These shows will receive budgets on par with that of an actual feature film, Variety reports. And although the current slate of Marvel TV shows, like Agents of S.H.I.E.L.D. and Daredevil, are produced separately from the movies like Avengers: Infinity War, the head of Marvel's film studio, Kevin Feige, will be directly involved in these new shows. It will almost be like new Marvel blockbuster movies are being delivered directly via streaming instead of in a theater.

This move essentially guarantees that Marvel fans, many of whom have been begging for a Loki movie, will sign up for Disney's streaming service, which launches in 2019. Read more about the new Marvel shows at Variety. Brendan Morrow

8:11 a.m. ET

The Trump administration announced this week that it is capping the number of refugees admitted to the U.S. in fiscal 2019 at 30,000, the lowest number since the current U.S. refugee resettlement system was put in place in 1980. It's also a steep drop from the cap of 45,000 refugees set in 2018 — though with only two weeks left in the fiscal year, the U.S. has let in only 20,918 refugees, Axios notes. And the large majority of those refugees shared a certain religion in common.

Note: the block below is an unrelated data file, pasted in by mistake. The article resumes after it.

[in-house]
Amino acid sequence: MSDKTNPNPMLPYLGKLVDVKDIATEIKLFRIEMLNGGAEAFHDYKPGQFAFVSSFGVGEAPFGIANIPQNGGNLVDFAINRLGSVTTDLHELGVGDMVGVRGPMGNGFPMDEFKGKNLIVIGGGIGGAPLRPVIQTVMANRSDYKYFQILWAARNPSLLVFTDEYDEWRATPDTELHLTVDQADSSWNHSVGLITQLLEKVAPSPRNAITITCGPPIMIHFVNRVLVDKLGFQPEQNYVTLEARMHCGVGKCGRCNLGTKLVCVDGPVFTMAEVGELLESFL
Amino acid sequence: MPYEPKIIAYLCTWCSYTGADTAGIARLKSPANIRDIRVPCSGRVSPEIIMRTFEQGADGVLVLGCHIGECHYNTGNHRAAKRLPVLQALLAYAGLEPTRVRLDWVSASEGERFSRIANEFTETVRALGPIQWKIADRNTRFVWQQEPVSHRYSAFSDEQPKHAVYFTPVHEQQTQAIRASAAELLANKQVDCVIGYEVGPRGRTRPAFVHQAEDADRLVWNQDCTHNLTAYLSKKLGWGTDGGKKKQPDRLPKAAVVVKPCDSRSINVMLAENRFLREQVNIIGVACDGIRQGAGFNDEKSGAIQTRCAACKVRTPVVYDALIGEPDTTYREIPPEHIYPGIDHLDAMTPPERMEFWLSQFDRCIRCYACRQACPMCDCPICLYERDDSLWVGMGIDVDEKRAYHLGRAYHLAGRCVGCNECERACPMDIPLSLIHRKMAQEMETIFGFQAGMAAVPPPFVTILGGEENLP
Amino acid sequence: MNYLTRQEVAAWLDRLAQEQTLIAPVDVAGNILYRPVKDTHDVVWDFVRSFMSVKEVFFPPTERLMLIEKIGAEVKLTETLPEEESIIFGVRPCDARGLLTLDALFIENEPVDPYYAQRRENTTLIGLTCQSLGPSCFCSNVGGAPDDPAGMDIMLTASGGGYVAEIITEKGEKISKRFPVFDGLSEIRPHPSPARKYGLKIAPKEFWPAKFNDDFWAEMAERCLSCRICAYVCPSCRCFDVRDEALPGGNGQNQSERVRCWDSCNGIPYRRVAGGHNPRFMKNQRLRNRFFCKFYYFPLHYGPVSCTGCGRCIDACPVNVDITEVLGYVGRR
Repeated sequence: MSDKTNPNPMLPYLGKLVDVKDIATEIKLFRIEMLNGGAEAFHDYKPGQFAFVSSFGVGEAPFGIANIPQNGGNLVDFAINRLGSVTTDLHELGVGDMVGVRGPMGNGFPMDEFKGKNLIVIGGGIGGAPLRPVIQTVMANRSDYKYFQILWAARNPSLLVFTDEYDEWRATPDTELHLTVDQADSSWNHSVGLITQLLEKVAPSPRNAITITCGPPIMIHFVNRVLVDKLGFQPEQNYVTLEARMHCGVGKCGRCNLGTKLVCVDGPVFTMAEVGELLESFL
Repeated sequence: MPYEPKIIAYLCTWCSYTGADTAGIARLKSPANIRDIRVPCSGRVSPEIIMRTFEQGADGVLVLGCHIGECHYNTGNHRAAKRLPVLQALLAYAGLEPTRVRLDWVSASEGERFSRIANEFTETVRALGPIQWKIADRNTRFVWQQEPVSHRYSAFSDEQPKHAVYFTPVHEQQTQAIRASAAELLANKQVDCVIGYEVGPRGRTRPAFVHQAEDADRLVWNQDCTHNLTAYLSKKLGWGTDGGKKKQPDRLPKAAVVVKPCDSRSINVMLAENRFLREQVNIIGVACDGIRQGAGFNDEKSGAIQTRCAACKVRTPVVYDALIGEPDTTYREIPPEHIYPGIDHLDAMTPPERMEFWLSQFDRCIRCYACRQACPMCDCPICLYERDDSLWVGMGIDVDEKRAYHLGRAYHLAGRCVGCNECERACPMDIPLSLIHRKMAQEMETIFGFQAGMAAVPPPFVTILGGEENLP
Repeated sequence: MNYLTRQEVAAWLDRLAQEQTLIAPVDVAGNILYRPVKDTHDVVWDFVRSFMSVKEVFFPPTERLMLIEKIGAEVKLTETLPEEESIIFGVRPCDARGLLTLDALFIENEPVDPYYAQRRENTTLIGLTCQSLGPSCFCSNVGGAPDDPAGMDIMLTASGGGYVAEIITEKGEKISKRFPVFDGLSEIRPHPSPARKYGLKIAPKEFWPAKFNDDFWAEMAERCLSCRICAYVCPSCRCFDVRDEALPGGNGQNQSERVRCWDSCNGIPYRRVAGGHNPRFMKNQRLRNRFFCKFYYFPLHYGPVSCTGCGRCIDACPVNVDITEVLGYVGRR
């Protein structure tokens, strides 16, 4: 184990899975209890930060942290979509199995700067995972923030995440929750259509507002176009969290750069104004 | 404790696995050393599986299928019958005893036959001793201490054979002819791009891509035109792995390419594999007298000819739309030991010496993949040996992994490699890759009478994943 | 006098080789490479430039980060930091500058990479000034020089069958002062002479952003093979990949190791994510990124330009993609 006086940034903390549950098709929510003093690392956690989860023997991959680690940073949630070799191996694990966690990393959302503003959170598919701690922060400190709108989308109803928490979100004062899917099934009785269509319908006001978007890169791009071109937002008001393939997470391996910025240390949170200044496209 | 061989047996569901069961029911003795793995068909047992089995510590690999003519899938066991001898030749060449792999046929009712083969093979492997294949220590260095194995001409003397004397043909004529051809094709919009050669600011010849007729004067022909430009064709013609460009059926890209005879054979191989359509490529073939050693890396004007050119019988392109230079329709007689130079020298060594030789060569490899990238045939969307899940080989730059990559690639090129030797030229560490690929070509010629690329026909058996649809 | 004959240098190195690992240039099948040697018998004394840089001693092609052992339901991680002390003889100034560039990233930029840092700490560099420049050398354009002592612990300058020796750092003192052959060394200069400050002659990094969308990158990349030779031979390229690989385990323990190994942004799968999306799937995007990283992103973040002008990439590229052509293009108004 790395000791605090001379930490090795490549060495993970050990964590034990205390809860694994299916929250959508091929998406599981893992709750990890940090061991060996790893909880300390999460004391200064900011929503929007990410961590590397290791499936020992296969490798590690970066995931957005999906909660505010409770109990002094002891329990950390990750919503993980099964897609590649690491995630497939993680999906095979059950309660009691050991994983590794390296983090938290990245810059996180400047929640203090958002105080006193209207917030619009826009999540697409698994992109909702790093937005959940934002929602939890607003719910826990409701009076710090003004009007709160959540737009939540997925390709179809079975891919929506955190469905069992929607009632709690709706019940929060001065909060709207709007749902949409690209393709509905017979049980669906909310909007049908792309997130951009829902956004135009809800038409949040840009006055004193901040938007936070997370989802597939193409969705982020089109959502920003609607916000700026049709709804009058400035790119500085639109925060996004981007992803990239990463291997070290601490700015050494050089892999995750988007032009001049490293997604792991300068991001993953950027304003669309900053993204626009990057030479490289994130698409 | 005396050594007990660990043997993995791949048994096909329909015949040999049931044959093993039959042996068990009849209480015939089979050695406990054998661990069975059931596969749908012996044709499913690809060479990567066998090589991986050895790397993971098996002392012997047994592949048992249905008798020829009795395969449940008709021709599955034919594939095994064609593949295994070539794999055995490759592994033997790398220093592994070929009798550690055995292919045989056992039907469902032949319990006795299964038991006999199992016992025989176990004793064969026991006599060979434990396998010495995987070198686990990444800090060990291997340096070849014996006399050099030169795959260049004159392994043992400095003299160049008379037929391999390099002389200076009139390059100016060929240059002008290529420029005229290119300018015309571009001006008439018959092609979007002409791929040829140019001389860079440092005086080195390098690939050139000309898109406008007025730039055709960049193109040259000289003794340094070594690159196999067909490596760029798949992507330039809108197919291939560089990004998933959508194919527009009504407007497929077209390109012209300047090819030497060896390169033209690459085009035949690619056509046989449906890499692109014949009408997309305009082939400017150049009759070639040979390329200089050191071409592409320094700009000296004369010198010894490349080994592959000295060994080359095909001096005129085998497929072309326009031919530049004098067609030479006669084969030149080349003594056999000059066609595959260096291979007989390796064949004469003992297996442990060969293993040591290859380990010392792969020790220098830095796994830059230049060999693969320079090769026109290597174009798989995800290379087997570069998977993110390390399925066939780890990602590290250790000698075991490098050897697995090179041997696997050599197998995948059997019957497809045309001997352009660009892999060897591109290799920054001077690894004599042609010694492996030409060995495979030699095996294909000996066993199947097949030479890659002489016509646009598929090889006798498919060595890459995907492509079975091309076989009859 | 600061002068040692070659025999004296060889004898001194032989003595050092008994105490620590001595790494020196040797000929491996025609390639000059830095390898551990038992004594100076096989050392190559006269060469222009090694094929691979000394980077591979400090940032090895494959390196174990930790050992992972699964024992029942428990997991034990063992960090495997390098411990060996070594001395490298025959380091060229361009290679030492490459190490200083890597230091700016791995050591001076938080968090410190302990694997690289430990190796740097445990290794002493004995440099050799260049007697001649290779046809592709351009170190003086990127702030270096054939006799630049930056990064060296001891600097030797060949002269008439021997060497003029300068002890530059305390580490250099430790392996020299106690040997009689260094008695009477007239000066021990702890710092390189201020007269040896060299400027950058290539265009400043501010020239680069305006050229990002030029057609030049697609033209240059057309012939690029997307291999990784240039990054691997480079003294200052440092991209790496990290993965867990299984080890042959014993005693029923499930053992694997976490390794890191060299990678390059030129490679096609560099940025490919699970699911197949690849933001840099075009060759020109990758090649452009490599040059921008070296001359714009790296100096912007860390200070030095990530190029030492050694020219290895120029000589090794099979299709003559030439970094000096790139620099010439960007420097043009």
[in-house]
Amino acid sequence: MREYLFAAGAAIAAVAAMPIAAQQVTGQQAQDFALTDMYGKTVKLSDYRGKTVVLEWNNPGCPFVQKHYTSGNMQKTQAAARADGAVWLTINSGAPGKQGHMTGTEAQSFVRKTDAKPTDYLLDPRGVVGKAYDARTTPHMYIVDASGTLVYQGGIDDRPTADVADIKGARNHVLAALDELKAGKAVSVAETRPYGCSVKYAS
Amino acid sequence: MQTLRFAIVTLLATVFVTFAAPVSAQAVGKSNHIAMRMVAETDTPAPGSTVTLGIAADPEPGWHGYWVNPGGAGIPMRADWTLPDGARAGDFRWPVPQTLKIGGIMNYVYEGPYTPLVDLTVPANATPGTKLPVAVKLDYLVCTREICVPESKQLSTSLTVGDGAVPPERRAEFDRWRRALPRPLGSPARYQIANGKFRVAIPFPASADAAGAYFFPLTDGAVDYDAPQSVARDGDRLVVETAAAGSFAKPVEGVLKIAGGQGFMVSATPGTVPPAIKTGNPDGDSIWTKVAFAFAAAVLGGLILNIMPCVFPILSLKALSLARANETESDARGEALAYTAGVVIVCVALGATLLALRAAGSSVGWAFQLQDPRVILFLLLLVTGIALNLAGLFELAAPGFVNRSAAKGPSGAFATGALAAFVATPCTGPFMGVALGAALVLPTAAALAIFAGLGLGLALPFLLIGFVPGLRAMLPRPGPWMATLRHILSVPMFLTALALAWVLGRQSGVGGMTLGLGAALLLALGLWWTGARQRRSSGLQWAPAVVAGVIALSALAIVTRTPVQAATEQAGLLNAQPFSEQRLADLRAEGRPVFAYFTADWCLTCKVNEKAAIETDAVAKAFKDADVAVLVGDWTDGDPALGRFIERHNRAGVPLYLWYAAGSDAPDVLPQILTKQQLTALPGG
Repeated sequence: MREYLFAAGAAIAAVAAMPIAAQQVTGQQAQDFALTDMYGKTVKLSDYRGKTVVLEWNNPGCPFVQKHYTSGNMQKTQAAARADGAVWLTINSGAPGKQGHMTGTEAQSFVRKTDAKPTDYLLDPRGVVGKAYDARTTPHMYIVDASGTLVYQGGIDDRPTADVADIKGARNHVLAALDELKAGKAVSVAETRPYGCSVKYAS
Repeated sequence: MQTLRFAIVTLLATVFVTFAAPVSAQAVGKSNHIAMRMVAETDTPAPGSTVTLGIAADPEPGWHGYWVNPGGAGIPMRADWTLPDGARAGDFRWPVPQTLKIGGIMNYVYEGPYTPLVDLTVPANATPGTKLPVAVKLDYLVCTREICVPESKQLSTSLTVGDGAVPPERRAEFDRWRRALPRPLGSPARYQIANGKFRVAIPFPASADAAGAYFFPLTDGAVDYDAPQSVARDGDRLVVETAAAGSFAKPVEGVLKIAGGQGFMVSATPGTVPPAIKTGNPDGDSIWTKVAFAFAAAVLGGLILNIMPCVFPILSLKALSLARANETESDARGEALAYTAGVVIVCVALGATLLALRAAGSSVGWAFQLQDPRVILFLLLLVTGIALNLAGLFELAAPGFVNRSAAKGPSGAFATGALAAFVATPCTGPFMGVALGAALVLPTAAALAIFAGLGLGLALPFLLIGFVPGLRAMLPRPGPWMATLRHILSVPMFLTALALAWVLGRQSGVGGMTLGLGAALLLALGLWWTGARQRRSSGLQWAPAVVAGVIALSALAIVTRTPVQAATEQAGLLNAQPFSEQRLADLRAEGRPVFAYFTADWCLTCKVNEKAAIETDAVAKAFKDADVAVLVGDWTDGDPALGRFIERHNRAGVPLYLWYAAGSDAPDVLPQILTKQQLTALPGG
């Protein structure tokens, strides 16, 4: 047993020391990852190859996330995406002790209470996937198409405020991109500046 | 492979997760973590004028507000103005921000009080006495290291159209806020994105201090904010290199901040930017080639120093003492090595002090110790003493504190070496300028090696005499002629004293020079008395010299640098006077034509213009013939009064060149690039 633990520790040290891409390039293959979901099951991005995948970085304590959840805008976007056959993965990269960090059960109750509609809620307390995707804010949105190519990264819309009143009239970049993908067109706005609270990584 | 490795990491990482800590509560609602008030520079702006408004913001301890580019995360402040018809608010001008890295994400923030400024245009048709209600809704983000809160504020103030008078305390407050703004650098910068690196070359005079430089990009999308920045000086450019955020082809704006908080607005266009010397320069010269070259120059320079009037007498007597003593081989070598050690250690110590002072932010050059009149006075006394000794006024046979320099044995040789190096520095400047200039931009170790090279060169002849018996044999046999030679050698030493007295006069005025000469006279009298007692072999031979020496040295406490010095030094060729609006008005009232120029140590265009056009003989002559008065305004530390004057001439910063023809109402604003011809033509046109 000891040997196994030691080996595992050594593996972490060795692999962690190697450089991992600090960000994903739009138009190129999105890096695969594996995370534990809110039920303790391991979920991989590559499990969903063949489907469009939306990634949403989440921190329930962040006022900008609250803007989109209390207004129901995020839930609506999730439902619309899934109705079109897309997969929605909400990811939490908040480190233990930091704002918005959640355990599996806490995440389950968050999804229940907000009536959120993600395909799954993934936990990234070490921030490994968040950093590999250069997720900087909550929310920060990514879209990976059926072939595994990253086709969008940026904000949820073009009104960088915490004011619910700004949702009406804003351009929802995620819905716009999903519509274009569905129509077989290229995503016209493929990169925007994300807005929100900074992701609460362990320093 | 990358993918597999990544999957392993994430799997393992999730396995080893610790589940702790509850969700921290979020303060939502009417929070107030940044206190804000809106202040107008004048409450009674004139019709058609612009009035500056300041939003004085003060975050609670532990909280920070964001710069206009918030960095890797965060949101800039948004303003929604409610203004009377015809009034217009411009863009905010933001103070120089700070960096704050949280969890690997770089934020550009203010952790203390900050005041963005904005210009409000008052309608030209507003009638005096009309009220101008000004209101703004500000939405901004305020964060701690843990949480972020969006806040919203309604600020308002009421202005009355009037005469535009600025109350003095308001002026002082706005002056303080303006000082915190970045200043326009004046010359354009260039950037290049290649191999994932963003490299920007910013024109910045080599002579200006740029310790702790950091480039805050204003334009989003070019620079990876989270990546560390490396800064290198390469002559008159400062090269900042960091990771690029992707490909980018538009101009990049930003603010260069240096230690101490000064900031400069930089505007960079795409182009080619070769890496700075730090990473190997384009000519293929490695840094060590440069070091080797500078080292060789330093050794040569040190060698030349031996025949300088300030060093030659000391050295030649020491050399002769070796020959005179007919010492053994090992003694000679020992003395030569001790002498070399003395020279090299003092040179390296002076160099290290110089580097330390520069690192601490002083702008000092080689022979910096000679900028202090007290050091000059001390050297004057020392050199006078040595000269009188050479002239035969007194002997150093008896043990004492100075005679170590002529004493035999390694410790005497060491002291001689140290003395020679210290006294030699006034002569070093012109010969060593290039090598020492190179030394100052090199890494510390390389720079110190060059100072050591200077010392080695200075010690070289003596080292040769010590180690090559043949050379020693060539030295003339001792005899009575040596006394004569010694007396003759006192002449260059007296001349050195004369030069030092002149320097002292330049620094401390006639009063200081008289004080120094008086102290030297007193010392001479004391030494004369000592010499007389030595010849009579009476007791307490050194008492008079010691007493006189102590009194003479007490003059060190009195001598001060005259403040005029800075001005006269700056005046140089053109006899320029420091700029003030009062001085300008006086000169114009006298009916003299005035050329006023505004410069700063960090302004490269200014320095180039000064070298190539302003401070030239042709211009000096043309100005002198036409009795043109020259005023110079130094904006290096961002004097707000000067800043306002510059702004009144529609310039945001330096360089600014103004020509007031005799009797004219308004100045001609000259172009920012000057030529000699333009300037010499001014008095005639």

In fact, fewer than 2,000 Muslim refugees have been admitted to the U.S. this fiscal year, versus more than 9,000 in fiscal 2017 — even though, as Axios notes, 39 percent of the 25 million refugees in the world come from three predominantly Muslim countries: Syria, Afghanistan, and Somalia. Most of the Muslims let in this year came from Myanmar, while the number of Somali refugees dropped sharply due to unexplained objections from the White House. Still, while the share of Christian refugees has grown to 71 percent, the total number of Christians allowed in dropped more than 40 percent from the previous year. You can read more at Axios. Peter Weber

7:46 a.m. ET

Yet another retro video game console will be given a new life this holiday season, though getting your hands on it might be a challenge.

Sony has just announced that the PlayStation Classic, a mini version of the console originally released in 1994, is hitting store shelves this December. It will cost $100 and come with 20 games, including Final Fantasy VII, Jumping Flash, Ridge Racer Type 4, Tekken 3, and Wild Arms, Sony announced Wednesday. The other 15 games haven't been revealed yet.